Briefly, compression algorithms recognize that not every bit of every frame of data need be encoded and transmitted. Samples of data are generally similar enough to each other so that one sample could be used as an estimate of the next sample. These similarities can be further broken down into spatial and temporal relations. Spatial similarities assume that for a given frame of data, information in one portion of the frame will be similar to other information in the same frame. Temporal similarities assume that consecutive frames will generally be similar. This means a frame can basically be represented by a frame which came immediately before it. The temporal similarities are determined using motion estimation algorithms.

There are many types of motion estimation algorithms. These include: the block-based method, pixel-based recursion, and feature based. The block based method, generally referred to as a block matching algorithm, has been adopted by several video compression standards including H.261 and MPEG (Moving Picture Experts Group), and is the focus of the invention.

In the block matching algorithm, a field or frame (collectively referred to hereinafter as a “picture”) which is to be motion compressed is compared to a previously encoded picture which is not motion compressed. The comparison is a correlation of the luminance values between the pictures. The non-motion compressed pictures are called I-pictures (or intra-pictures). They are compressed using only spatial techniques such as a discrete cosine transform. During compression, the first picture to be encoded, which is compared to the I-picture, is called a P-picture (predictive). The P-picture or I-picture could also be used as a reference for encoding a B-picture (bi-directional, prediction can come from prior or subsequent I- or P-pictures). Therefore the terms “reference picture” and “coded picture” will be used throughout the specification to avoid limitation in scope. All of the pictures (both coded and reference) are divided into a plurality of picture elements (“pixels” or “pels”). A macroblock is defined as a rectangular block having 16 by 16 pixels and is the foundation of block matching compression techniques.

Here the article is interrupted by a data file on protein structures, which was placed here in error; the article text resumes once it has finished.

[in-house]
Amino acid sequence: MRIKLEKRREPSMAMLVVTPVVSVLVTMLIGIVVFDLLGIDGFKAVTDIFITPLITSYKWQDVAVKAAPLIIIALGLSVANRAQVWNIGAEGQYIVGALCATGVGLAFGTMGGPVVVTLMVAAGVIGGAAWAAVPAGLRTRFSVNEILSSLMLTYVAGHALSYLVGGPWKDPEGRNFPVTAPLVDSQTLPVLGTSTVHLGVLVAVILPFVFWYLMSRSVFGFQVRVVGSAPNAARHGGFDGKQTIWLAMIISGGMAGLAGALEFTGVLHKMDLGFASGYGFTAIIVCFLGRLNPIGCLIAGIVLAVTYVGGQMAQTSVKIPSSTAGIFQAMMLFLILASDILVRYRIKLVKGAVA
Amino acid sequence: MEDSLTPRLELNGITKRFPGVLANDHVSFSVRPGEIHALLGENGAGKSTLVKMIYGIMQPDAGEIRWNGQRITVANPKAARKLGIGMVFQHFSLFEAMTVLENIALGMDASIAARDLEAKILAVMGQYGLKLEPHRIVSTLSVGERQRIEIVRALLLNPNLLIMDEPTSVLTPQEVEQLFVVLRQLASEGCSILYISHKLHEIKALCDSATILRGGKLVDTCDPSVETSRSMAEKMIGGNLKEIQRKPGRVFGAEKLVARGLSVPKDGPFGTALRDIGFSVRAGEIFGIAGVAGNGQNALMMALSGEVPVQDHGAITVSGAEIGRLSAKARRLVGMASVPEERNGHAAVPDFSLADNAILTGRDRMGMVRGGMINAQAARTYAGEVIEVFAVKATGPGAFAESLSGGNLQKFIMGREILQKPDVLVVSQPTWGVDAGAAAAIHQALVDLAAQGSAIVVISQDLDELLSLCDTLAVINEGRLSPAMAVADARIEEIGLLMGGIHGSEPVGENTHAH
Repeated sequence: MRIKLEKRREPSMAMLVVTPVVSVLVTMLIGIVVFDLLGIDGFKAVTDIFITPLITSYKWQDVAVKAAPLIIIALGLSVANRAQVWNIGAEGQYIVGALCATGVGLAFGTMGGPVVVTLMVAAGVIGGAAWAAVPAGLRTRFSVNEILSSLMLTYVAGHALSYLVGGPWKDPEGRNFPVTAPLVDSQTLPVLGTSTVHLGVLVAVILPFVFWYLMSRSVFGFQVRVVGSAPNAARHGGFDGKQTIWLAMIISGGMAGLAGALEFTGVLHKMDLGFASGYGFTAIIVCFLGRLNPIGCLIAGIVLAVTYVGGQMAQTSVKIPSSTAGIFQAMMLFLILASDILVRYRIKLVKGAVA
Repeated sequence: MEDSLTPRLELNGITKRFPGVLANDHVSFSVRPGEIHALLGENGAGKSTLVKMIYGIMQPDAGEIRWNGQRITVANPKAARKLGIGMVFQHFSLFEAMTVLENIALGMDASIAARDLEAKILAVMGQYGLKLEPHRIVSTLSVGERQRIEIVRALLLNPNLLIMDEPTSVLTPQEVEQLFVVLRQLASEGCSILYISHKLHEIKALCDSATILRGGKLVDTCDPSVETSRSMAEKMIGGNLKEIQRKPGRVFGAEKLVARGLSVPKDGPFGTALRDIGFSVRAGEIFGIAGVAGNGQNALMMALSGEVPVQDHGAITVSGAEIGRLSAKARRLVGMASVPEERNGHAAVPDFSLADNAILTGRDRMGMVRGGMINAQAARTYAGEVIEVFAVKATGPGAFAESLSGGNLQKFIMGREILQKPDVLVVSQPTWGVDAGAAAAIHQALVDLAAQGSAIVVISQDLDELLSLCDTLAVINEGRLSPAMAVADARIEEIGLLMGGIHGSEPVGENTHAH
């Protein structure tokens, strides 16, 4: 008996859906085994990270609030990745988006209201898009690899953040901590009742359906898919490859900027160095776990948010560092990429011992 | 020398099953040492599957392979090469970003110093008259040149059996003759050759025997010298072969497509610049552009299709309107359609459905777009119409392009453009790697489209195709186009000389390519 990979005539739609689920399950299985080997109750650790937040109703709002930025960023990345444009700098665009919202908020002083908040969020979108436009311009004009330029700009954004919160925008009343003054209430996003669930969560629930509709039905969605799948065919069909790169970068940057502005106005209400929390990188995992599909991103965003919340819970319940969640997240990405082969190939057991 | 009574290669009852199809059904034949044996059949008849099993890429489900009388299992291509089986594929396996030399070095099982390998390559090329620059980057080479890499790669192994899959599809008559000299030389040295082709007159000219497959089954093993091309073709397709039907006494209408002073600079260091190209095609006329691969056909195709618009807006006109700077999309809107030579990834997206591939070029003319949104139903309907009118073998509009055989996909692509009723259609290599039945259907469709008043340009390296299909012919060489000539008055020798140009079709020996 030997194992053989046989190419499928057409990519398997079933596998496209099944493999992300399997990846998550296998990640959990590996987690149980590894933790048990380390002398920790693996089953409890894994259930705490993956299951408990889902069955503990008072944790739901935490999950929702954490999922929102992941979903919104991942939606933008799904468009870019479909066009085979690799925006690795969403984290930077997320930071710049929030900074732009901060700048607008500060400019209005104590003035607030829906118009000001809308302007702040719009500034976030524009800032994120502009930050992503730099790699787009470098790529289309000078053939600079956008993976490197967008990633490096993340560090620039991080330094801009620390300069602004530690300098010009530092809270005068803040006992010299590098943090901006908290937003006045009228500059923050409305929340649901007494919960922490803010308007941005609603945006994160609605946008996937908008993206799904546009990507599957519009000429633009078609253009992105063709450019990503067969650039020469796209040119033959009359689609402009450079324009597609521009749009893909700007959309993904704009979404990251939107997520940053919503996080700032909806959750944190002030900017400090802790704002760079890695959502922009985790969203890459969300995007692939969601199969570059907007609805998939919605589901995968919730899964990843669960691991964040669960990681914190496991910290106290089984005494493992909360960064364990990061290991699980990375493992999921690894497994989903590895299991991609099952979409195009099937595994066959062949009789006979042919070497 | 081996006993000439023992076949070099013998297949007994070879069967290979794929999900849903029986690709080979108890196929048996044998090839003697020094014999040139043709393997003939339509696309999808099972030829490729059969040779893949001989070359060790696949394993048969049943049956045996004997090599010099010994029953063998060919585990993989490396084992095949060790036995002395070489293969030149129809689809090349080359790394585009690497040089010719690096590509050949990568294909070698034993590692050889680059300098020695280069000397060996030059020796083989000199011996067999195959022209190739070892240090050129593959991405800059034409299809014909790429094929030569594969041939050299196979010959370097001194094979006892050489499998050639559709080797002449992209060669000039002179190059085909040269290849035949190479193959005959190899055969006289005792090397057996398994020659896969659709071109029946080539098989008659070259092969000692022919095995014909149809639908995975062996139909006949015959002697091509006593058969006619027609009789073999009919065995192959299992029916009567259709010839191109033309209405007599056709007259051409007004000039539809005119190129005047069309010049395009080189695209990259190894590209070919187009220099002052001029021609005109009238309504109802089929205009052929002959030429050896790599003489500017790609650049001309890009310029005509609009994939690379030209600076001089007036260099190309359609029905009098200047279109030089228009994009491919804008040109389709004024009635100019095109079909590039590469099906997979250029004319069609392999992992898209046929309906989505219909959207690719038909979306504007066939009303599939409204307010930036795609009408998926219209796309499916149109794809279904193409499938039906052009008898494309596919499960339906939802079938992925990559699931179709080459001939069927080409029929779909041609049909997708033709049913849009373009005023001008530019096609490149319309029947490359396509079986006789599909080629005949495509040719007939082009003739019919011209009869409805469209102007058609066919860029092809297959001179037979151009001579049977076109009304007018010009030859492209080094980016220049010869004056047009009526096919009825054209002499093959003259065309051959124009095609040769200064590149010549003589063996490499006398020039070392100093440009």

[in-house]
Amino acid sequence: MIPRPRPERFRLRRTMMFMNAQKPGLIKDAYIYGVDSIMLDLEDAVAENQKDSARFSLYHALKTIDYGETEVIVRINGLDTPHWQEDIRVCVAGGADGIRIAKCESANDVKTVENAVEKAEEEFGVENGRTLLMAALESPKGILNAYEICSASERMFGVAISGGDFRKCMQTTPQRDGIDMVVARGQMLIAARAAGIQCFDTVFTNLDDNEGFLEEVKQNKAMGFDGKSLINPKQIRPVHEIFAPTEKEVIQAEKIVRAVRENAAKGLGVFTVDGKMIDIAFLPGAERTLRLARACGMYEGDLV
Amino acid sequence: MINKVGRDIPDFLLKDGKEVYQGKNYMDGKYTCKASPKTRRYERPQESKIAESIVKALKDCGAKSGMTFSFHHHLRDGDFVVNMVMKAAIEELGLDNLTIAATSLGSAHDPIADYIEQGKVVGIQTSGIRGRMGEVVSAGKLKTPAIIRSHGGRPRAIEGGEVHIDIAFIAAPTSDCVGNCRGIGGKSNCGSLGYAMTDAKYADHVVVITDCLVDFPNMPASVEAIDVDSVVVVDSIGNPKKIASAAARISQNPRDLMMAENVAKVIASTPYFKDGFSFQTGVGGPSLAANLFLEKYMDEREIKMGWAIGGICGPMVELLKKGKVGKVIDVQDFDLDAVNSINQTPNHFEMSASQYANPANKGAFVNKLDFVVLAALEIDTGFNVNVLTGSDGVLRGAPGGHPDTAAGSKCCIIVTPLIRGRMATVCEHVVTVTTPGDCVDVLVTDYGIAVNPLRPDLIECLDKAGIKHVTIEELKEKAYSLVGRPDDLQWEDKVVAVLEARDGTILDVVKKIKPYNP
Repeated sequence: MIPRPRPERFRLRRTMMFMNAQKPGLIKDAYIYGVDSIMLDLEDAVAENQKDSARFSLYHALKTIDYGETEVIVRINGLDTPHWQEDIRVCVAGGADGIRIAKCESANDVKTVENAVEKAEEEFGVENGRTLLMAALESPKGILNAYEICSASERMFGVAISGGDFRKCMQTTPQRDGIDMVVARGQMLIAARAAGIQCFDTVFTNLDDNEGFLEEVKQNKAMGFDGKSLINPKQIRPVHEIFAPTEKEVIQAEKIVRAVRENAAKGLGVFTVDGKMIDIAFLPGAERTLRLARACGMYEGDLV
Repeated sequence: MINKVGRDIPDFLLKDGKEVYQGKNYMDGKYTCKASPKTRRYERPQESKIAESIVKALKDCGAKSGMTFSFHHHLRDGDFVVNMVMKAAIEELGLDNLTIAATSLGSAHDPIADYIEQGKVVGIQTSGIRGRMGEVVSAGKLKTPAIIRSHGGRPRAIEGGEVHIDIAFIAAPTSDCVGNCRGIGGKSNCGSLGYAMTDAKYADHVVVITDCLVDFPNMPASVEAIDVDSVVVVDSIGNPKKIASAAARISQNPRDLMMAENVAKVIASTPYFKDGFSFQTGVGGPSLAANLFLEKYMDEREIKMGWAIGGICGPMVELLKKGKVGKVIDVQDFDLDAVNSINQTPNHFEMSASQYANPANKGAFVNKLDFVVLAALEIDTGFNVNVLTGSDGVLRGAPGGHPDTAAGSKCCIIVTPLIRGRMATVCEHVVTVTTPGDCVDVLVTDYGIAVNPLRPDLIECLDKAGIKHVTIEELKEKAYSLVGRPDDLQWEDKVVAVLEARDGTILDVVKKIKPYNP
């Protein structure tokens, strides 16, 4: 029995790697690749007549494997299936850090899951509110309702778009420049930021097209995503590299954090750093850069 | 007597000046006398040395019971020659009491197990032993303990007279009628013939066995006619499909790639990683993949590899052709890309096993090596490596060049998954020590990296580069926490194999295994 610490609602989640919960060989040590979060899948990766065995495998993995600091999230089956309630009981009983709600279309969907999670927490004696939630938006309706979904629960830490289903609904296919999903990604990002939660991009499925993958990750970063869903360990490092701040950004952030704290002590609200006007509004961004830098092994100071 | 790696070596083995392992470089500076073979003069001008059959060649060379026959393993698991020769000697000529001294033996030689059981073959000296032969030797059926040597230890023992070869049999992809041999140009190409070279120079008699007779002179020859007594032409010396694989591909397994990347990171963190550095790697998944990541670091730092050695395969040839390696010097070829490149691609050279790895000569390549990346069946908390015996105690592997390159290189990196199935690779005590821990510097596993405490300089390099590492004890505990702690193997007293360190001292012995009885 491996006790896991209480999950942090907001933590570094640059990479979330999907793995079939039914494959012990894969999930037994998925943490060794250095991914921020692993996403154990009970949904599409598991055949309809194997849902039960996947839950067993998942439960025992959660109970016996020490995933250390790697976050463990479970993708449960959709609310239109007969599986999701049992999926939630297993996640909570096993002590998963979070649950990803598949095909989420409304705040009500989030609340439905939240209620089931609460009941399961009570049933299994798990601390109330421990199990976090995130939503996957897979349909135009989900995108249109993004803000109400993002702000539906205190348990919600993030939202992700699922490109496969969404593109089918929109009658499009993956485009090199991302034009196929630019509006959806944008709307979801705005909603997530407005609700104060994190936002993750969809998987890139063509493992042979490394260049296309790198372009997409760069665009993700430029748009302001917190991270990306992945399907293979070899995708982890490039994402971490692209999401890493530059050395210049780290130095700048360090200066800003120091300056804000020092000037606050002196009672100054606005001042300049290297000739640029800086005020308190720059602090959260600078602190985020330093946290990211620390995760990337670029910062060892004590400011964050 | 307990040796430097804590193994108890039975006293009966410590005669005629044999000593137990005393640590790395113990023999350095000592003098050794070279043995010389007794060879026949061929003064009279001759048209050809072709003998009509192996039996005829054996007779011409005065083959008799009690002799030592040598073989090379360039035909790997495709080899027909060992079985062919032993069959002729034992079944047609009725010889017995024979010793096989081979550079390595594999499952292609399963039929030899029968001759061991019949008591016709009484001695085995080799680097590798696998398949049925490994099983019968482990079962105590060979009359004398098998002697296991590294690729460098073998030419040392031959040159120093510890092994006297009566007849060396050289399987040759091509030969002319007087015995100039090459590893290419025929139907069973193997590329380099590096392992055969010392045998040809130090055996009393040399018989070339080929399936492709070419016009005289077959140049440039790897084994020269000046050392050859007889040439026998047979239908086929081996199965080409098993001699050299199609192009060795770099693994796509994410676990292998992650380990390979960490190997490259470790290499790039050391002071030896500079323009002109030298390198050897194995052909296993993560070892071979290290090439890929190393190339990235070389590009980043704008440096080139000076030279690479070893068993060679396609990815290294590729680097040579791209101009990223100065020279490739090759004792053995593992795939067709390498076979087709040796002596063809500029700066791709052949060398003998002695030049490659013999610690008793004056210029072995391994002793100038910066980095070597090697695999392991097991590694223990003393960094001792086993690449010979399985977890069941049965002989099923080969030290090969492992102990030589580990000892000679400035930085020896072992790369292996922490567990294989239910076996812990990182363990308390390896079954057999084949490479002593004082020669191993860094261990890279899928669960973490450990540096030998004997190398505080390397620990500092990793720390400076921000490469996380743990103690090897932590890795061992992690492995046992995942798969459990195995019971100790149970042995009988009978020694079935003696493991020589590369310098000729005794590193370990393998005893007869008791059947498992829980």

For each macroblock of coded picture, a search is performed in a corresponding search area of a reference picture for the macroblock yielding the best match. A best match motion vector is ascertained which starts at the origin of the coded macroblock and points to the macroblock in the reference picture within the search area. The search area is basically a window of the reference picture which generally corresponds spatially to the macroblock of the coded picture. The best match is usually determined by subtracting the corresponding pixels in each macroblock from one another, squaring the result, and then adding up all the squared subtracted values. This is known as the Mean Square Error and is mathematically expressed as MSE ( i , j ) = 1 N 2 m = 1 N n = 1 N ( S t ( m , n ) - S t - 1 ( m - i , n - j ) ) 2 , - w ( i , j ) w

where NN is a rectangular block size, w is the search range, St is the block to be motion compressed in the coded picture, St−1 is the reference picture, and i and j represent the horizontal and vertical shift, respectively, of the reference macroblock in the reference picture. This produces the most accurate comparison because any differences between the compared blocks are squared thereby emphasizing larger differences.

As can easily be discerned, this comparison is an expensive process because it requires a multiplier which is not cheaply realized in silicon technologies. Moreover, this comparison is performed for each possible macroblock location in the search range. Considering the large amount of computations required, and the need for a multiplier, this comparison is generally not used in real world applications, but is useful in computer simulations.

One example of a more practical comparison is the Mean Absolute Error (MAE). This computation is similar to the MSE but takes the absolute value of the results instead of squaring them. The Mean Absolute Error is thus defined as: MAE ( i , j ) = 1 N 2 m = 1 N n = 1 N S t ( m , n ) - S t - 1 ( m - i , n - j ) , - w ( i , j ) w